Among insured cancer survivors, cost remains a barrier to follow-up care, study finds

As many as 10 percent of insured cancer survivors delayed follow-up care in the previous 12 months due to costs such as deductibles or copays, according to a recent study published in Cancer Medicine.

Researchers from the Medical College of Georgia and the Georgia Cancer Center, both in Augusta, analyzed data from 5,426 cancer survivors who were part of a National Institutes of Health database as of November 2020. The majority of participants were white, most were insured, more than half had an annual income of at least $75,000, and most were college graduates or had an advanced degree.

Findings, published May 3, showed about 3 percent to 10 percent of participants said they hadn't received follow-up care in the year prior because they couldn't afford it. Other frequently cited reasons among those who delayed care were "couldn't get time off work," and "nervous about seeing a healthcare provider," according to the research.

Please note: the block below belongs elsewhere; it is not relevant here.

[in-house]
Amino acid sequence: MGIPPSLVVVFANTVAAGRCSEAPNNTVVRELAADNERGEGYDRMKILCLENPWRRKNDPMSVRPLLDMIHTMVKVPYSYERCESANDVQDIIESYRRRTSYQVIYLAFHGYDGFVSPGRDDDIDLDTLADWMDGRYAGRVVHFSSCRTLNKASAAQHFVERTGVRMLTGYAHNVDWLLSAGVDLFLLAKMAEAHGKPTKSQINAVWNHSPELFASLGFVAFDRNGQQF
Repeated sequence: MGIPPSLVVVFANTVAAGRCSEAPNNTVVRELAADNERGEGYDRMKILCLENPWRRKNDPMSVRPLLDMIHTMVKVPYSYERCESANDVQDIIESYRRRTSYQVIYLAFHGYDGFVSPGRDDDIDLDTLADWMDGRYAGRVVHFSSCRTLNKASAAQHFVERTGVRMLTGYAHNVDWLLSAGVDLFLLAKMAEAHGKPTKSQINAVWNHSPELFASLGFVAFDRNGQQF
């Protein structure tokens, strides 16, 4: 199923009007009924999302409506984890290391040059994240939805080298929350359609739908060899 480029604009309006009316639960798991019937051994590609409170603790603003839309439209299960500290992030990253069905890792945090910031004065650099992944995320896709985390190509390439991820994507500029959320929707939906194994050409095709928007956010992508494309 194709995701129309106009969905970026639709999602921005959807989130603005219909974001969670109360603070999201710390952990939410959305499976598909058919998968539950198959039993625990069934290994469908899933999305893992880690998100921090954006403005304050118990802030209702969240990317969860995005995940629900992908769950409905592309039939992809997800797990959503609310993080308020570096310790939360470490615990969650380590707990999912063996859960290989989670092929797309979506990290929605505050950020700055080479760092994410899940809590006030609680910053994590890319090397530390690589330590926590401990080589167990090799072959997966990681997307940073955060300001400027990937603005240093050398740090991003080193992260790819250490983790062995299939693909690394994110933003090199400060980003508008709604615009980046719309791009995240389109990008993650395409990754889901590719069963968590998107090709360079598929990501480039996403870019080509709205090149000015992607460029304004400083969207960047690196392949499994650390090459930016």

"It is likely that these percentages are much higher among cancer survivors in the general population, and particularly among minorities and other populations suffering significant health disparities," researchers said. 

To view the full study, click here.

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